Know your digital rights: Hayat’s story – once bullied online, now an agent for change

A high rate of cybercrimes and gender-based violence online has been reported in Gaza. According to a study by the Arab Center for Social Media Advancement, Palestine is witnessing one of the fastest growing rates of gender-based violence online in the world. Social norms experienced offline are being reinforced in online spaces. The study indicates that one third of young Palestinian women are subjected to violence on social networks, and one in four women were forced to close their social media accounts[1].


Being slandered online

Hayat, a 25-year-old woman from Khan Younis in Gaza, experienced this online gender-based violence firsthand. She recently received her bachelor’s degree in nursing hoping to be employed. But in Gaza, in order to find a job as a nurse, you first need to succeed in a yearly nursing exam run by the de facto authority.

 She wanted one of her teachers to assess her final grades before the end of the semester to increase her eligibility to apply for the exam. “I asked the teacher for more than a month, but he didn’t respond”. Hayat resorted to the Dean of the Faculty to solve her issue. It’s when the Dean tried to hold the teacher accountable that Hayat’s problems started. 


Image removed.
Hayat walking in her neighbourhood in Khan Younis Governorate (Photo taken by Mohammed Abu Daqqa, Women’s Affairs Technical Committee)

“I remember entering the university one day. I was astonished to find that everyone was pointing a finger at me, and people refused to talk to me”. Later, Hayat learnt that her teacher had used a Facebook university group page to accuse her of not attending his classes and of talking to him in an indecent and disrespectful manner.

“I was so frustrated and almost collapsed, it was humiliating. Being a young woman in Gaza means there is a double layer of oppression. I remember being very cautious, so my parents wouldn’t find out”. Hayat wanted to file a case with the police against the teacher who slandered her, but was told she would never be granted her Bachelor’s Degree certificate if she did so.


Image removed.
Hayat is participating in a youth’s debate around gender-based violence arranged by Women’s Affairs Technical Committee (Photo taken by the media unit in Women’s Affairs Technical Committee)


Women speak up

Hayat’s case is no exception. To tackle this issue, Oxfam Solidarity in collaboration with Palestinian organisations Taghyeer, Women, Media and Development, and the Women’s Affairs Technical Committee applied for a grant from Wehubit to educate young women and men on the use of ICT, digital security, cyber-gender-based violence and mitigation strategies.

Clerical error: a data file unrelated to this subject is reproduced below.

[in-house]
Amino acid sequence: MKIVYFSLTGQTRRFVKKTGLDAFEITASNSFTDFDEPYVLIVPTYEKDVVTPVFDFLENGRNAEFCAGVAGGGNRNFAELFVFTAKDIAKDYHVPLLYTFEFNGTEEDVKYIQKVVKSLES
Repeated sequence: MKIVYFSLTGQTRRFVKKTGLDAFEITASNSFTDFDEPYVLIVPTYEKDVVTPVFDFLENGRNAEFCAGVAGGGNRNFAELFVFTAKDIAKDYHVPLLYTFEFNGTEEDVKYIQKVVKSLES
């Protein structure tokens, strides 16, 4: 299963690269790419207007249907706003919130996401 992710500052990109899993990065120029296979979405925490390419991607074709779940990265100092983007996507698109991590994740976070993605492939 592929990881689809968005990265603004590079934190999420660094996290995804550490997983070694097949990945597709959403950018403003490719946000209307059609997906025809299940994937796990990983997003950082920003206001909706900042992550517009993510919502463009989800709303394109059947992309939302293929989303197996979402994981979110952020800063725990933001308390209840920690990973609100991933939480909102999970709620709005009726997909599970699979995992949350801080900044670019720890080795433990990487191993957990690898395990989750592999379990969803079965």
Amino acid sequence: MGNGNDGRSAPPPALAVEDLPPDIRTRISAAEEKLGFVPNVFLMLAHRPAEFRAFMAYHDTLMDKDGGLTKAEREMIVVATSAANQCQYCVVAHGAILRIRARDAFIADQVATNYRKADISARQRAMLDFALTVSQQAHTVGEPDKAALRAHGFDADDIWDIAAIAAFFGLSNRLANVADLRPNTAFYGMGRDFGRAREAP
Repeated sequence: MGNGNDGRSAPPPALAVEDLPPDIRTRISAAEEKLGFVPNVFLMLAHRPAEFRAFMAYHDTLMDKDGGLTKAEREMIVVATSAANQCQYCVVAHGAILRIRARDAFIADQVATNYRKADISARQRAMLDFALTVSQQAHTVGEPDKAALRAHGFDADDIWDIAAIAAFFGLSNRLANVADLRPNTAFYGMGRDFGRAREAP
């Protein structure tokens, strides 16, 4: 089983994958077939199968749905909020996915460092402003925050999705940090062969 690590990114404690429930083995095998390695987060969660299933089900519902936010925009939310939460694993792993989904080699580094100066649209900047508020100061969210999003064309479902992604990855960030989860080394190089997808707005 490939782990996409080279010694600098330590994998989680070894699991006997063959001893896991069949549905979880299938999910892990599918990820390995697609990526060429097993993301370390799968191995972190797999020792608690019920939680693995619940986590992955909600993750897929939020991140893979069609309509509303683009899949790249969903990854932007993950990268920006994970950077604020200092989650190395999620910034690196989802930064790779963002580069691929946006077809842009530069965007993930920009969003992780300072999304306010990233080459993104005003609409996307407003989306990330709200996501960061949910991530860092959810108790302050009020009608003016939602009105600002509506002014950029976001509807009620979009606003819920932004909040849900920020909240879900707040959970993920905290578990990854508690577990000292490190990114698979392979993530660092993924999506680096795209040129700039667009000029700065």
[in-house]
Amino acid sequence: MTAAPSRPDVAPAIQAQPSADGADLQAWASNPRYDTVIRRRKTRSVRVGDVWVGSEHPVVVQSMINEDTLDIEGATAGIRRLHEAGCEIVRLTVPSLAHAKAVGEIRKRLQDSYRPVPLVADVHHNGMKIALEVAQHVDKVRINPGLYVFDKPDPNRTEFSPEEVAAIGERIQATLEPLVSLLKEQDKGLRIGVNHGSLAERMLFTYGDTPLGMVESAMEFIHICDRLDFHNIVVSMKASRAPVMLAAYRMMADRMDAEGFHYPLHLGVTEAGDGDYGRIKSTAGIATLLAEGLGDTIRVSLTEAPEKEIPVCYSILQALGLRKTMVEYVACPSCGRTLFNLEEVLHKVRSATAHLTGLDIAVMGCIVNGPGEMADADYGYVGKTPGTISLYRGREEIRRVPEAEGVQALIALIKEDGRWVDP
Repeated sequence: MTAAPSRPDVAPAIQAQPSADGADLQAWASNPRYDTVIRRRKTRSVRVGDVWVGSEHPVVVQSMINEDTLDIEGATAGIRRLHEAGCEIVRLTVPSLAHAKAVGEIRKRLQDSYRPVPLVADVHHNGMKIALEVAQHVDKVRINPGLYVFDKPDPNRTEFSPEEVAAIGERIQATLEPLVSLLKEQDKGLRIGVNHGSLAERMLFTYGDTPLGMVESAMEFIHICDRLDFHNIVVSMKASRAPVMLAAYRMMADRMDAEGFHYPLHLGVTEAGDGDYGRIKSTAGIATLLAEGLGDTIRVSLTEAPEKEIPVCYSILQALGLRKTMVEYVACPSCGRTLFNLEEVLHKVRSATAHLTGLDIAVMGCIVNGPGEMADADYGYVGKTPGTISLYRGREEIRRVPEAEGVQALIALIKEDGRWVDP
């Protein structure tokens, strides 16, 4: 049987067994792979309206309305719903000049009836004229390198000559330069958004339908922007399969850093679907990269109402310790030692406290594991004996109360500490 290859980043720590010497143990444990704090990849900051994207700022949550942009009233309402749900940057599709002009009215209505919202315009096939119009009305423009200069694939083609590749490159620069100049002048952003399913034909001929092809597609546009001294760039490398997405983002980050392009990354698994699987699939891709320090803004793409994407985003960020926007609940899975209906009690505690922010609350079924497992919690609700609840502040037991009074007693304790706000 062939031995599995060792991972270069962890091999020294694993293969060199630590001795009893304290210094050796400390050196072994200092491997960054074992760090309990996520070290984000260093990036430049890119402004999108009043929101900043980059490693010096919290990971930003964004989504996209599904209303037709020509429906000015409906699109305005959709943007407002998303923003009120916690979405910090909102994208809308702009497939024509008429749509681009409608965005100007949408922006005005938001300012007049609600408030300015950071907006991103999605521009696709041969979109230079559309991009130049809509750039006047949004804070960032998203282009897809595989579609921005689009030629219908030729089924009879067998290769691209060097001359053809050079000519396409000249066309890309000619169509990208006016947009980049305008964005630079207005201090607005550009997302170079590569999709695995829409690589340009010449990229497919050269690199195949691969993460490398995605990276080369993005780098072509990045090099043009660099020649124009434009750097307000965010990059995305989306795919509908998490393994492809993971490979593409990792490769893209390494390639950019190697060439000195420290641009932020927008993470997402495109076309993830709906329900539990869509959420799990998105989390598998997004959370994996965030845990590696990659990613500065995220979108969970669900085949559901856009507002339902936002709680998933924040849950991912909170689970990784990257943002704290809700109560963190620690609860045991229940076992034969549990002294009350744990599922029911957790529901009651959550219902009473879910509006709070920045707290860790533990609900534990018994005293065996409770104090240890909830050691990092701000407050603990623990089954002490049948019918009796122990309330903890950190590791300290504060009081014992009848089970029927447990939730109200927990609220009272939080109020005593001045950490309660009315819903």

“When I saw the announcement for this project, I was thrilled: it is a dream come true. I remember seeing the application on the Women’s Affairs Technical Committee Facebook page. I didn’t think twice before applying and genuinely hoped to be selected,” says Hayat.


Image removed.
Hayat is participating in Women’s Affairs Technical Committee activities around gender-based violence in Gaza (Photo taken by the media unit in Women’s Affairs Technical Committee)

“In the project inception meeting, we got introduced to many important concepts around digital rights. We will also be taking training on online gender-based violence and cyber security”.

One very important thing that caught Hayat’s attention was the online platform this project made available for youth to raise their voices. “I really value the Mapping Her” application as this app maps the conditions of Palestinian women and provides us with an opportunity to express ourselves in innovative ways by having a dialogue with decision makers”.

Image removed.
Hayat and some youth participants from the youth groups in Gaza (Photo taken by the media unit in Women’s Affairs Technical Committee)

As concepts surrounding digital rights have recently been introduced in Palestine, this project is one of the first of its kind in Palestine providing spaces and platforms to challenge gender norms in the digital sphere. 

“I was subjected to online bullying, but I discovered my power as an agent for change. I hope that through this project I, together with other Palestinian Youth, will be able to change the lives of youth suffering but forced to remain silent”.


Image removed.
Hayat and some youth participants from the youth groups in Gaza (Photo taken by Women’s Affairs Technical Committee)